Despite budget tightening, Sampson Extension poised to continue services, programs

By Chris Berendt Staff Writer

January 24, 2014

The N.C. Cooperative Extension Service in Sampson County has seen its fair share of staff shuffling already, and the local Extension director said more changes could come in the near future as decisions are made at the state level.

Eileen Coite, director of the Sampson County Extension Service, gave an overview this week of every aspect of the Extension’s programming, staff and the rich history of the county service over the years. As part of the county’s budget discussions, department heads and key county officials have made presentations to the Sampson Board of Commissioners.

Coite said the Extension Service, as a whole, has been in a period of transition.

“We are having challenging times on the state side,” said Coite, who came to Sampson from Wayne County in May 2013. “We’ve been having trouble since 2000.”

Since that time, N.C. Extension budget cuts have totaled approximately $20 million, $13.7 million in the last four or five years, amounting to a 27 percent cut statewide, Coite noted.

“That’s been hard on us,” she remarked. “We’ve lost more than 90 (permanent) county positions. There are folks that are retiring all the time, and those positions are not getting filled.”

There is currently a visioning initiative in the works by which a strategic plan for the N.C. Extension’s future will take shape.

“Back in the fall, we had listening sessions throughout the state and (county manager Ed) Causey went with us to Duplin County — all of the data that was put together in those visioning sessions from across the state has been compiled,” said Coite. “The visioning team (consists) of about 50 folks from across the state — all the way from the county level up to the university specialists — that are taking in all this data and trying to come up with a plan for the future for Cooperative Extension.”

A meeting of that visioning team was set for this week. The strategic plan, and what it will mean to local Extension’s across the state, is expected to be released this spring.

“The plan is by spring, hopefully by May, they’re going to have a plan to put in place to keep Extension strong in North Carolina, to keep providing the resources that we have and deal with the challenging times and the resources we have lost,” Coite remarked.

Along with other Extension agencies across the state, Sampson’s has seen changes in recent months, including staff taking on new and additional responsibilities, the result of state budget tightening. Despite funding challenges, Coite and local staff said they remain dedicated to providing the services and programs that the community has enjoyed for many years.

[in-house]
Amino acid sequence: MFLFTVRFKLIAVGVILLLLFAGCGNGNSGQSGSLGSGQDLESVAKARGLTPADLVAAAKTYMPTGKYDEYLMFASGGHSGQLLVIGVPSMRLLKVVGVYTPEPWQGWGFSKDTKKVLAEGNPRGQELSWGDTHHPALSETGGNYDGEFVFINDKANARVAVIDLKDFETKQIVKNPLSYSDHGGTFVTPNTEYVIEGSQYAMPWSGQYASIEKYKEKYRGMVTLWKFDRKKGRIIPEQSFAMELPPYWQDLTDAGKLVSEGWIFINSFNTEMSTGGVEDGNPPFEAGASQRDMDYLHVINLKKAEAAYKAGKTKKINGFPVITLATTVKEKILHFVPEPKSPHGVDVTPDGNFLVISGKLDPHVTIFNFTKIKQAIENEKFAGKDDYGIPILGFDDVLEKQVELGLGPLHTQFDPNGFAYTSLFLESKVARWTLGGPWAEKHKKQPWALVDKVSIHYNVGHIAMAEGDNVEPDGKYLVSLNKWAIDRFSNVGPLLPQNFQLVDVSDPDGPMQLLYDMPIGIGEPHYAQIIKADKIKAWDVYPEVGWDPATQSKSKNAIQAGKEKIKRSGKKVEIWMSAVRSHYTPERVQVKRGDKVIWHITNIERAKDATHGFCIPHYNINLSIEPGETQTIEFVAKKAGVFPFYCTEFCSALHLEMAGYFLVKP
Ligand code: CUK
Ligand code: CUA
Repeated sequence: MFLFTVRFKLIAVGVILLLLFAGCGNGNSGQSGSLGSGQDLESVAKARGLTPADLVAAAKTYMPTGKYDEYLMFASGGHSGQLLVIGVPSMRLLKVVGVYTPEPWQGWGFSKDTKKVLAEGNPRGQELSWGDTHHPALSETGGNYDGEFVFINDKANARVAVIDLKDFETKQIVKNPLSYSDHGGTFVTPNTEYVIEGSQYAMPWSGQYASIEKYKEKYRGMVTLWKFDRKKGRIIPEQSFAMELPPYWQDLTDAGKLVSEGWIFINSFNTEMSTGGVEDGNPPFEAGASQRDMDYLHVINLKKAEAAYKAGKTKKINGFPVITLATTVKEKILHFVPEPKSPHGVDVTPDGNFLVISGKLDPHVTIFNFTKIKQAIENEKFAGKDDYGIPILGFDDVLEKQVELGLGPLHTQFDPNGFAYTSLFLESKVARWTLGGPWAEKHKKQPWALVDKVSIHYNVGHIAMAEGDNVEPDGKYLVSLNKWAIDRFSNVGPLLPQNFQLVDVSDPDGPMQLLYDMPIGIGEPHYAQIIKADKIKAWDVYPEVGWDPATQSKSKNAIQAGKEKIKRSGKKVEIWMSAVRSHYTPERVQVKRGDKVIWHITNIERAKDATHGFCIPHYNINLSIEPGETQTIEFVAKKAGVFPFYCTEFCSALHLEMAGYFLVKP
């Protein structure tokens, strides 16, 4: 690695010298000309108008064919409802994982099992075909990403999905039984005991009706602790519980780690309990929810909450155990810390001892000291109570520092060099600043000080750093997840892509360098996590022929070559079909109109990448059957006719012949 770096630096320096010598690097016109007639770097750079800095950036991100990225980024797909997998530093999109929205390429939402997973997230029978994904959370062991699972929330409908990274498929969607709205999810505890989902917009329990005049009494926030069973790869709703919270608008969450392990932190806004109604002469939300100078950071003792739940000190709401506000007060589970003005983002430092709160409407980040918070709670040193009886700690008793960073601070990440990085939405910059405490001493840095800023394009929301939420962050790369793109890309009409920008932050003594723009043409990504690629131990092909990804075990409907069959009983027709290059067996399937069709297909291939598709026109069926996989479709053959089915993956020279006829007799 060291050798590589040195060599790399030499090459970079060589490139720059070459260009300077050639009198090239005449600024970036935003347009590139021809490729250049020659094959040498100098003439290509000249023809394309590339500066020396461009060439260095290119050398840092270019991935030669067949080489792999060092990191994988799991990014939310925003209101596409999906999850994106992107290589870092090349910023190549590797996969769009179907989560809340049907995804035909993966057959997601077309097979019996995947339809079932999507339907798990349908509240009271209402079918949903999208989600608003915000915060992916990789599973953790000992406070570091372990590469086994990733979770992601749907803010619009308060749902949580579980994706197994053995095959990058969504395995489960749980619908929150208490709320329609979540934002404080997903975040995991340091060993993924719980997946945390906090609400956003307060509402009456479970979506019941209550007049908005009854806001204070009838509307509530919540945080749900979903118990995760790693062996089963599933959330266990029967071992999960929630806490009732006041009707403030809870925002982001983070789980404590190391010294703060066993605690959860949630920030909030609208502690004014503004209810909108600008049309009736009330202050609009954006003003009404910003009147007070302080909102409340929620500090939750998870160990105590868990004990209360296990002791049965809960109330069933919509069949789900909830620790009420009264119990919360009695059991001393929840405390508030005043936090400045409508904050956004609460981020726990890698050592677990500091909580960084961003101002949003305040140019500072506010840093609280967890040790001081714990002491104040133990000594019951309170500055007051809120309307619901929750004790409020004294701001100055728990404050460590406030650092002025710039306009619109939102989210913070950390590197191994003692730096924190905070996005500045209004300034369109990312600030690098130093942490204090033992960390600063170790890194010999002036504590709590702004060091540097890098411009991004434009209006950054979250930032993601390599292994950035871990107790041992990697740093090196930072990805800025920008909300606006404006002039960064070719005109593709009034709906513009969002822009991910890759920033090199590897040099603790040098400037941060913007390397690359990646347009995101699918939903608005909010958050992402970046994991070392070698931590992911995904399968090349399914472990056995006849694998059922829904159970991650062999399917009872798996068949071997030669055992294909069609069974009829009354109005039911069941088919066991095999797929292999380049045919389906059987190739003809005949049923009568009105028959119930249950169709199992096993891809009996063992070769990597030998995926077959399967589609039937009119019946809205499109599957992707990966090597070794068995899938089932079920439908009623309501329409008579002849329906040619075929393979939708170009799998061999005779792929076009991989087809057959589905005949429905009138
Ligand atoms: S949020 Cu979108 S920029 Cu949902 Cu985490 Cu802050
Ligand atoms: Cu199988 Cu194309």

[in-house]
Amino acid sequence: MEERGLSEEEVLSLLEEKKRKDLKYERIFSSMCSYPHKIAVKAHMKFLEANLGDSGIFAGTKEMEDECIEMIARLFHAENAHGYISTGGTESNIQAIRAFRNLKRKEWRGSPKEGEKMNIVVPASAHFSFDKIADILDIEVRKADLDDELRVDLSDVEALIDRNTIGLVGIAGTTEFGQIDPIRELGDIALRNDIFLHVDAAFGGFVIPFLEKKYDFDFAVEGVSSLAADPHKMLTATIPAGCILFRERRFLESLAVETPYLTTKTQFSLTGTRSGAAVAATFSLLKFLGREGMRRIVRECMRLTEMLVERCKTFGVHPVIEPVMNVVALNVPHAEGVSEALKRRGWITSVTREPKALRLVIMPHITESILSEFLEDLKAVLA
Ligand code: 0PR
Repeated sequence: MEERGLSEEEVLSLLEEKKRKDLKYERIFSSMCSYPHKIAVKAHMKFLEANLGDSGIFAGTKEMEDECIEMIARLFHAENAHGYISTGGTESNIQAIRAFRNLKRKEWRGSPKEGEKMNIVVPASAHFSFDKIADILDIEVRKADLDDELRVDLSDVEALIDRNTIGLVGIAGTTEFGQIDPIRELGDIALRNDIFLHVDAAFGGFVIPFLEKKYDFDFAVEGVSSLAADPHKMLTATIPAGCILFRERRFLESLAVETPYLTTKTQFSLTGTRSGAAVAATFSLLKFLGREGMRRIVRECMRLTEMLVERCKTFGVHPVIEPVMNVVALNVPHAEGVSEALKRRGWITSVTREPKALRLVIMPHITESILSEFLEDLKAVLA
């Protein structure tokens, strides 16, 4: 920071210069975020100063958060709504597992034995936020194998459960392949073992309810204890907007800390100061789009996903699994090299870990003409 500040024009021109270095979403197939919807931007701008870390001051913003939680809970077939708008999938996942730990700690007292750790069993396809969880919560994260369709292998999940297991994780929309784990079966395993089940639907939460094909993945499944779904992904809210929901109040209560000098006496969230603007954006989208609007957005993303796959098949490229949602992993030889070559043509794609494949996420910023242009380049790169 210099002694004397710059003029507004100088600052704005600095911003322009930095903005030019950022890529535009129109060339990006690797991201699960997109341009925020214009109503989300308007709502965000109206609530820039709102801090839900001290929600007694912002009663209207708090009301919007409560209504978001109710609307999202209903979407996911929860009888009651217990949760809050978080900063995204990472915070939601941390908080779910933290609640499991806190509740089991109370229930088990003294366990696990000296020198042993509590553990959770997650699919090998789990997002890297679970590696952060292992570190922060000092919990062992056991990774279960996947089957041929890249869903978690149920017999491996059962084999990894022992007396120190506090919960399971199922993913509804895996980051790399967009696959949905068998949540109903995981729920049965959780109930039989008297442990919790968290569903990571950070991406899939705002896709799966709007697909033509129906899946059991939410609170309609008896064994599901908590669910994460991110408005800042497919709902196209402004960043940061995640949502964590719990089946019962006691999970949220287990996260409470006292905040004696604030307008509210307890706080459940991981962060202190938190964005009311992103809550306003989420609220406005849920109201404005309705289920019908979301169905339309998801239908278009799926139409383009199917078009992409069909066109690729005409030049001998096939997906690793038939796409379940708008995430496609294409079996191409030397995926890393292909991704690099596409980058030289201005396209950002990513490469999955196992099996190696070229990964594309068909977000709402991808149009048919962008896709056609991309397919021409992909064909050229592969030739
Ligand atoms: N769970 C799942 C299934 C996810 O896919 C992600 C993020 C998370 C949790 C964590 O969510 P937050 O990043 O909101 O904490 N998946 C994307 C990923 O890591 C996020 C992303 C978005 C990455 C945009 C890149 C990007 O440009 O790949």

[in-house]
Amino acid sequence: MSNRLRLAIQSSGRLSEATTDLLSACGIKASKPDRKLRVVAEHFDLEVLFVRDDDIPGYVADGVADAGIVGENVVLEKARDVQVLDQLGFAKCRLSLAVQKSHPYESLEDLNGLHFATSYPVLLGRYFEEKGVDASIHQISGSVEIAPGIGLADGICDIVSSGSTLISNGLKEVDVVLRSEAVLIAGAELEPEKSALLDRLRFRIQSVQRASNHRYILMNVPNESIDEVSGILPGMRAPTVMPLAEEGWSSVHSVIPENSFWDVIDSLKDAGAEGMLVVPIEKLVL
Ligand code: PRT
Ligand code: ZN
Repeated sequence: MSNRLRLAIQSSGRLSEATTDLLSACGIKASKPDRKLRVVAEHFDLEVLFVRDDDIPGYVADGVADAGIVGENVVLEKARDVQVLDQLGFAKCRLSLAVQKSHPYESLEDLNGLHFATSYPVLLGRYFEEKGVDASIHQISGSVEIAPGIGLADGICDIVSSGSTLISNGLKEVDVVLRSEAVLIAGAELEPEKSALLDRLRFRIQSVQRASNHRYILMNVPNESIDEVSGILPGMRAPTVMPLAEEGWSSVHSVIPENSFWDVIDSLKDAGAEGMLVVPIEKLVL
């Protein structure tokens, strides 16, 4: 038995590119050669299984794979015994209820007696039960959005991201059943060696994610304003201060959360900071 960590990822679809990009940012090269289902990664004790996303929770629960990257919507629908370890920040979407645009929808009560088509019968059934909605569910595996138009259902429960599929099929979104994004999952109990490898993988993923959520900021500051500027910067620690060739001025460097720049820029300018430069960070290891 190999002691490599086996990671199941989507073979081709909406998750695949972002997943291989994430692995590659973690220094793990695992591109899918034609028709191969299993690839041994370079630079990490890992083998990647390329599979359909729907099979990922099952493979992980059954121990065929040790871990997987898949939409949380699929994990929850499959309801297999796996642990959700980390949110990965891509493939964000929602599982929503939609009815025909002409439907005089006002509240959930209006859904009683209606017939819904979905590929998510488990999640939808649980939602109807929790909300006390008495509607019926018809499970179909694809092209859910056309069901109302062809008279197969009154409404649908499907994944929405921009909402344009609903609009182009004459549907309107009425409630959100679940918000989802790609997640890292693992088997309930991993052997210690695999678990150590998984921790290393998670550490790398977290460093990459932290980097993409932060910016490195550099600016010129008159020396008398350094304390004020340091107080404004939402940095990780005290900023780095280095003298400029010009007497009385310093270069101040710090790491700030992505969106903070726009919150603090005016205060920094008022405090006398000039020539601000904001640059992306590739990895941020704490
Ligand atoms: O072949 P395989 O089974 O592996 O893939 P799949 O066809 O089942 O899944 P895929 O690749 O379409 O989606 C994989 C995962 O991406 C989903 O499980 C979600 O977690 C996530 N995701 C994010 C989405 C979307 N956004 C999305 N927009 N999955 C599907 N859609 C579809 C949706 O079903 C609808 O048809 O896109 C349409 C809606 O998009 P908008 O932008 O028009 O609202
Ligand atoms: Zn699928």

Through state, federal and county partnerships, the Extension offers unbiased research-based education information in an effort to extend knowledge, empower people, provide solutions and change lives for the better, Coite noted.

That comes in a variety of areas, including agriculture and natural resources, 4-H youth development and family and consumer sciences — and a plethora of programs in each. From resources about horticulture, field crops and livestock to school enrichment, summer programs and substance abuse prevention, or even nutrition, health and wellness and parenting programs, the Extension encompasses a great deal, she said.

While there have been changes in some of that service delivery, Coite said the quality of staff and resources has not diminished.

“It’s something that has been talked about a lot for years,” she said of the restructuring. “Extensions in many other states have gone through similar changes, but it’s definitely something new for North Carolina.”

Centennial celebration

date set

Coite again reminded the board of the Extension’s Centennial this year, a major milestone for a service that has been invaluable to local farmers, agri-business leaders, 4-Hers and many others in the community. As much as the Centennial is about honoring the past, it is just as much about creating a bright future.

“We’re excited about that and, if there is a time for us to look toward the next 100 years, to stay strong and stay active, now is the time to do it,” said Coite.

While the Extension is celebrating 100 years, Sampson’s service is a bit older than that. Inside the Cooperative Extension offices in Sampson County, a mural on the wall notes “Serving Sampson County since 1911.”

Coite explained that many counties started their Extension services prior to the enactment of the Smith-Lever Act of 1914, the federal law that officially established the Extension system, connecting such services to land-grant universities, in order to keep citizens up to date about developments in agriculture, public policy, 4-H, economic development and related matters.

“The Sampson County Extension has been around a long time,” Coite said, “and we’re excited about that and we’re looking toward the celebration.”

That celebration is on tap for May 5.

To inquire about the Centennial festivities or about local Extension services in Sampson County, call the Extension office at 910-592-7161. For more information about the Extension and its offerings, visit the Extension online at

Chris Berendt can be reached at 910-592-8137 ext. 121 or via email at